FAR HILLS, N.J. (AP) – The rule that got Mark Roe disqualified from the British Open two years ago when he forgot to swap scorecards with Jesper Parnevik has been revised to allow officials to correct the mistake without penalty.

That was among the 111 amendments to the “Decisions on the Rules of Golf,” which take effect Jan. 1.

Other changes allow for measuring devices, such as GPS systems or rangefinders, to be used at the discretion of tournament organizers.

The U.S. Golf Association and the Royal & Ancient Golf Club also agreed to add a decision that would allow players to stand square to the hole if their intent is to stay out of another player’s line.

That got Brian Davis of England disqualified from a European tour event, and Tiger Woods was investigated – and cleared – when it appeared he did that on the 14th hole of the first round at this year’s Masters.

For Roe, the scorecard revision comes two years too late.

He shot 67 in the third round at Royal St. George’s that left him in a tie for fourth with Woods, two shots out of the lead. He played with Parnevik that day, but they forgot to swap scorecards on the first tee.

When the round was over, Parnevik’s score (81) was posted on Roe’s card while Roe’s 67 was under Parnevik’s name. Under strict interpretation of the rules, they were disqualified.

“I think it’s a great move,” Roe said Tuesday. “I’m really, really pleased that something good has come from my mistake, really. I’d like to think that the way I handled it at the time, and what I went through, was probably a small factor in their decision to look at it.”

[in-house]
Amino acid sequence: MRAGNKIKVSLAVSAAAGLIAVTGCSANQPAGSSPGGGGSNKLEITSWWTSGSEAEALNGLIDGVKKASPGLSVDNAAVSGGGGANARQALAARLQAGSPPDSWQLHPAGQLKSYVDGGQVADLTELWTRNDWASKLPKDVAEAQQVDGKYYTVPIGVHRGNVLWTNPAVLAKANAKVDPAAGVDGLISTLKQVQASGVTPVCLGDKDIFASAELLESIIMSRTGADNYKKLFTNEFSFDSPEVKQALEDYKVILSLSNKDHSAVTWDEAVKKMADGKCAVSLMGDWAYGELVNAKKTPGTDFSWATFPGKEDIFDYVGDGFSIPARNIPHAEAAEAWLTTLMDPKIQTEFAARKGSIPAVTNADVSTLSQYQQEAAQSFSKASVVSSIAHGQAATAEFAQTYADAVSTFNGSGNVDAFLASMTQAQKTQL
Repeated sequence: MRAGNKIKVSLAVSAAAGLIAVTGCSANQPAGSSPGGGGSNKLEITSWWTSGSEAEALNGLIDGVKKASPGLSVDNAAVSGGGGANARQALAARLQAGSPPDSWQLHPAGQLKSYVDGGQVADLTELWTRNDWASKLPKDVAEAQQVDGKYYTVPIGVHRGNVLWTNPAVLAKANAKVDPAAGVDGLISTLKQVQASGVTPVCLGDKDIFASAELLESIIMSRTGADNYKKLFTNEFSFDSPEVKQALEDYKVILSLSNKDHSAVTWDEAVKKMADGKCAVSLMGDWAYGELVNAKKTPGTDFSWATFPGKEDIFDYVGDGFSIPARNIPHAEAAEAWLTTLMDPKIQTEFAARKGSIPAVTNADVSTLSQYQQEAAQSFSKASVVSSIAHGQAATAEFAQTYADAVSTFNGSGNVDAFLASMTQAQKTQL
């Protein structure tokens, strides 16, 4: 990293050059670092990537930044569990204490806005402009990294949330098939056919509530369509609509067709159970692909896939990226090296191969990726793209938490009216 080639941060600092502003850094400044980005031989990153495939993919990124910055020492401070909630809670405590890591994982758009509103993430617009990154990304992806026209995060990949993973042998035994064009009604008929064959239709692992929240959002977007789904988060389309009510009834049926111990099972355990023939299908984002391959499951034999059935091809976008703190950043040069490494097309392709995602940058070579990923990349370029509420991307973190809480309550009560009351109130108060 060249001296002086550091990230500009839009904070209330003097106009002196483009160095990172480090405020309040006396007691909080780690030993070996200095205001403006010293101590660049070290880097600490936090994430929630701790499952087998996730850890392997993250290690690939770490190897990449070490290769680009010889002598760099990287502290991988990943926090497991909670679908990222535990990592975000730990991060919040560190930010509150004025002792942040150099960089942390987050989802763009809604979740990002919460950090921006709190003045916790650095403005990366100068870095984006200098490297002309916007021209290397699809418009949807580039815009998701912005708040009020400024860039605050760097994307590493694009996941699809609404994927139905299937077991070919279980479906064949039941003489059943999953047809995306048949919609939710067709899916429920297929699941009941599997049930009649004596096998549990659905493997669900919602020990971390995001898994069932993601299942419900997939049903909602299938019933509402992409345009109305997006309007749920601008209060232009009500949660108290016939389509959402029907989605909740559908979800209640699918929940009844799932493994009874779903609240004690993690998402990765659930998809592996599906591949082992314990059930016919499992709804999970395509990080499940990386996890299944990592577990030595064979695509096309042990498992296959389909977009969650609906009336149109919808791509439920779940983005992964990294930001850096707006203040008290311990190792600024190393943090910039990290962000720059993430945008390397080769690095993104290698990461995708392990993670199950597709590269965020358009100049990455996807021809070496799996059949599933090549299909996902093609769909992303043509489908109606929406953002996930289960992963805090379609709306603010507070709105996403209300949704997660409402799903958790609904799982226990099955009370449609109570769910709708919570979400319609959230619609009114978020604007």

Under the revised decision, such an “administrative error” can be fixed without penalty as local officials will be allowed to strike the wrong name from an otherwise correct card and add the right name.

Roe would have played with Woods in the final round, which “would have been the greatest day in my career.” He said he watched TV coverage of the final round, won by rookie Ben Curtis, and when it was time to award the silver claret jug, went upstairs and cried.

“The emotion came after, perhaps even more so with a relatively unknown who won it, and the way it was won, made me think that could have been me,” he said.

The “Decisions of the Rules of Golf,” which contain more than 1,200 incidents, is published every two years. The Rules of Golf is amended every four years.

Roe realizes he will forever be linked to a scorecard mistake, and often plays in pro-ams where someone will say, “Don’t give Roe the card.”

“It may happen again,” he said. “But obviously now, no one will be punished.”

AP-ES-09-27-05 1140EDT

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